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Food Fight: Milk vs. Milk

Written on November 9, 2011 at 11:10 am , by

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plain milk cartons

Photo by Flickr user Cubist Castle

By Kati Mora, RD for DietsInReview.com

Do you remember when milk was just milk? These days there are many milk varieties fighting for your attention. Though each touts their own unique blend of health claims, it can be really hard to choose which one is the right one for you

To help you out, let’s compare three popular milk choices: Cow’s milk, soy milk, and almond milk.

Cow’s Milk, 2%

2% (or low fat) cow’s milk is one of the most common and affordable types of milk available. Each glass is a nutritional powerhouse: rich in vitamins D, K, and A, as well as calcium and protein. In part, these nutrients are what make milk and the entire dairy group important for overall health. Additionally, milk produced by grass-fed cows contains conjugated linoleic acid (CLA), an important fatty acid which has been shown to play a role in weight management and to have anti-cancer properties.

Despite all of these healthy benefits, cow’s milk isn’t perfect. Many health authorities believe that pasteurizing cow’s milk destroys potentially beneficial bacteria, protein, and enzymes that may help aid the body in digestion. Nevertheless, selling or serving raw milk can be potentially life-threatening and most health experts agree that the benefits of pasteurized milk far outweigh the possible negatives.

Nutrition Knock-Out Facts for 2% milk (1 cup):  122 calories, 4.8 grams of fat, 8 grams of protein, 293 mg of of calcium, 342 mg potassium

 

Soy Milk

Soy milk is pretty comparable to cow’s milk. Many individuals choose to incorporate this alternative into their day because of an allergy or intolerance to the lactose found in cow’s milk. Others choose soy milk because they are vegetarian or simply because they like the different, somewhat thicker consistency of the beverage. Its nutritional breakdown is similar to that of reduced-fat cow’s milk, except that it is much richer in isoflavones that bind estrogen receptors and is a good source of omega-3 fatty acids.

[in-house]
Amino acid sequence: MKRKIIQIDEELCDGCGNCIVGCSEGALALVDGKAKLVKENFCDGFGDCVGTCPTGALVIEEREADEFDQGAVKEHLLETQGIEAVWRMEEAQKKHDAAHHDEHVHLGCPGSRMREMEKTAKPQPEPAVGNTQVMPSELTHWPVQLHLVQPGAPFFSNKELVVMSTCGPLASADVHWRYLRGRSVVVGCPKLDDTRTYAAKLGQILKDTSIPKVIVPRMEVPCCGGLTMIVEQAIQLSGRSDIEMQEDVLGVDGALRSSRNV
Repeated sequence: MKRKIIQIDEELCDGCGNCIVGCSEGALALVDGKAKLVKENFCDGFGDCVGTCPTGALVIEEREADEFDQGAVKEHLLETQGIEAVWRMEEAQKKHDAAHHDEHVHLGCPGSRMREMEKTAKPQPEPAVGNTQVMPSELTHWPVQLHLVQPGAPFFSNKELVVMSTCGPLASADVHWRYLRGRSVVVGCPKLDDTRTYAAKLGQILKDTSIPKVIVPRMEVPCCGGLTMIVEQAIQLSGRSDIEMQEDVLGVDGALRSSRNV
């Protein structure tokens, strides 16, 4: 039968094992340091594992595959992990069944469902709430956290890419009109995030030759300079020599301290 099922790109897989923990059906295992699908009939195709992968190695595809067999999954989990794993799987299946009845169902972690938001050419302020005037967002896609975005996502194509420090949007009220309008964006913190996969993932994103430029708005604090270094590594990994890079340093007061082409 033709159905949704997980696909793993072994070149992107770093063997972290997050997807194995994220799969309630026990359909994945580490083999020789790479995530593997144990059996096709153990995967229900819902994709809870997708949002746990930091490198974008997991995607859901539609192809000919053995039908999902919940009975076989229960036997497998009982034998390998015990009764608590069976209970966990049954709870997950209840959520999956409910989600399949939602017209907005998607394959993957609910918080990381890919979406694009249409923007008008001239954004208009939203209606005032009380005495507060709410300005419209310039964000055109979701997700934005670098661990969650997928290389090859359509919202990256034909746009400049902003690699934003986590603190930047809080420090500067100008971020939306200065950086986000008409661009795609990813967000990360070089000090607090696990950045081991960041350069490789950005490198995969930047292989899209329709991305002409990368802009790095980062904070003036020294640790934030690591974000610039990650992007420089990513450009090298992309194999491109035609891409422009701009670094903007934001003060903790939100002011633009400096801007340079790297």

Which product will “win” this fight?  Keep reading to find out.

Nutrition Knock-Out Facts for Soy Milk (1 cup): 90 calories, 3.5 grams of fat, 6 grams of protein, 360 mg of calcium, 300 mg of potassium

 

Almond Milk

Unlike cow’s milk and soy milk, almond milk isn’t a great source of protein. In fact, its nutrition profile contrasts quite differently from the other two. Although this may cause you to question whether to drink it, you may find that what it has to offer may be what you were looking for – especially if you are getting the nutrients offered in soy and cow’s milk from other sources. Almond milk is virtually free of saturated fat, cholesterol, and lactose. It’s also rich in magnesium, selenium, manganese and vitamin E.

Nutrition Knock-Out Facts for Almond milk (1 cup): 60 calories, 2.5 grams of fat, 1 gram of protein, 293 mg of calcium, 60 mg potassium

 

And the Knock Out Punch…

It’s hard to choose a winner here since each option provides many positive health benefits; however, no fight would be complete without declaring a winner. Soy milk wins this food fight, but just barely. With its stellar nutrition profile and lack of controversy, soy milk is a great way to meet your daily dairy requirements on a regular basis. Nevertheless, other milk varieties, almond and cow included, can easily be incorporated into a healthy meal plan.

 

More from Diets in Review:

Organic Milke is Healthier, Finds Scientists

Chocolate Milk: The Best Post-Workout Recovery Drink

  • Kelly

    I would definitely not say that Soy milk has a lack of controversy. What about it’s effects on the thyroid (and hormones)? And Monsanto’s connection to a huge percentage of the soy grown in the US? Almond milk is literally the only “milk” I haven’t heard controversy about.

  • Melanee

    I have to agree with Kelly on soy milk not being controversial. It’s probably one milk I’d stay away from due to Monsanto and the fact that almost all soy is genetically modified.

  • Catey